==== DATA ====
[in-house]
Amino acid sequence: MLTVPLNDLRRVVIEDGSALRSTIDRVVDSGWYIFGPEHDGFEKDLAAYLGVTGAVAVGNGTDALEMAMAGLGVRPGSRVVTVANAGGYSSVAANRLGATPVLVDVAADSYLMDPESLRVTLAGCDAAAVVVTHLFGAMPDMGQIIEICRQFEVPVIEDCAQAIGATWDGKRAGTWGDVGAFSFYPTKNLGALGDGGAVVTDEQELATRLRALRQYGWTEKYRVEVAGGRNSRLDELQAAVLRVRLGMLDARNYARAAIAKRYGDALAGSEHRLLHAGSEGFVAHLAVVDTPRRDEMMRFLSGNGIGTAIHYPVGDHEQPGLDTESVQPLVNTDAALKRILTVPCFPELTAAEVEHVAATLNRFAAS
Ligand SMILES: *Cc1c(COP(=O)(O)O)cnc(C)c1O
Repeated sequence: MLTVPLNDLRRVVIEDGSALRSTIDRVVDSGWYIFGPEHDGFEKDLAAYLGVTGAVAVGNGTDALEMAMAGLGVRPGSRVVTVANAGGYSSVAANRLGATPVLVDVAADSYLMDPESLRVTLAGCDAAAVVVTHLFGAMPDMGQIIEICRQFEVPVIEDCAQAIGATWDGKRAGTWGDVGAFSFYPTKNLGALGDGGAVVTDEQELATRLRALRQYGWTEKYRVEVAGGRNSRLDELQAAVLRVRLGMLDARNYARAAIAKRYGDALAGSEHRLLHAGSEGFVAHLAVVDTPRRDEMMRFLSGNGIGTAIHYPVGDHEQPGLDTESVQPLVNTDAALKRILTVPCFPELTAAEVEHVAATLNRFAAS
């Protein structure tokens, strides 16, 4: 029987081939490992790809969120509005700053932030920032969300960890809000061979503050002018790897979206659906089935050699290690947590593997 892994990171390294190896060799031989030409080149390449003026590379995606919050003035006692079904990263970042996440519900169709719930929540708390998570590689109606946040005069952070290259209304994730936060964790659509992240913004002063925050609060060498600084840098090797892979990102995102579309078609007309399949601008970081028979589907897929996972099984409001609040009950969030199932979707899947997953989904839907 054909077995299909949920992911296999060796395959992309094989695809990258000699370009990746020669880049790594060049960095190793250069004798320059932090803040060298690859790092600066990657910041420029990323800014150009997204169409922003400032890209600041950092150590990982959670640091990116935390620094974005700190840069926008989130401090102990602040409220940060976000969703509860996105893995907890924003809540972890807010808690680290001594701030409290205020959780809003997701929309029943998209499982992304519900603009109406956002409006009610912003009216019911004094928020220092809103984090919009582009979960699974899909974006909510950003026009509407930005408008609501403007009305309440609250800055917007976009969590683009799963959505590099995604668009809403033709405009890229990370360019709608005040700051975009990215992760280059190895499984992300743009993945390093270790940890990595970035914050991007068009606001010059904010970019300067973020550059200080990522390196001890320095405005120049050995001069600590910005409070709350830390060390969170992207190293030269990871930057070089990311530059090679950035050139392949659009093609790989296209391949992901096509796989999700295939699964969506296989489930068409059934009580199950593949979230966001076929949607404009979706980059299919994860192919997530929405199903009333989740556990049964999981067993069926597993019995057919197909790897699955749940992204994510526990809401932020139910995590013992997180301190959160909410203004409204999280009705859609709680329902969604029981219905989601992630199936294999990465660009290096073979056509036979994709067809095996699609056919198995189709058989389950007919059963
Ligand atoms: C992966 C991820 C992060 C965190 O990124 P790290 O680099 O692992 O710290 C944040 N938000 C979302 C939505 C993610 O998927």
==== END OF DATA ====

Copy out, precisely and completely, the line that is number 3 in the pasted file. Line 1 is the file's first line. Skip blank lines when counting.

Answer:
Ligand SMILES: *Cc1c(COP(=O)(O)O)cnc(C)c1O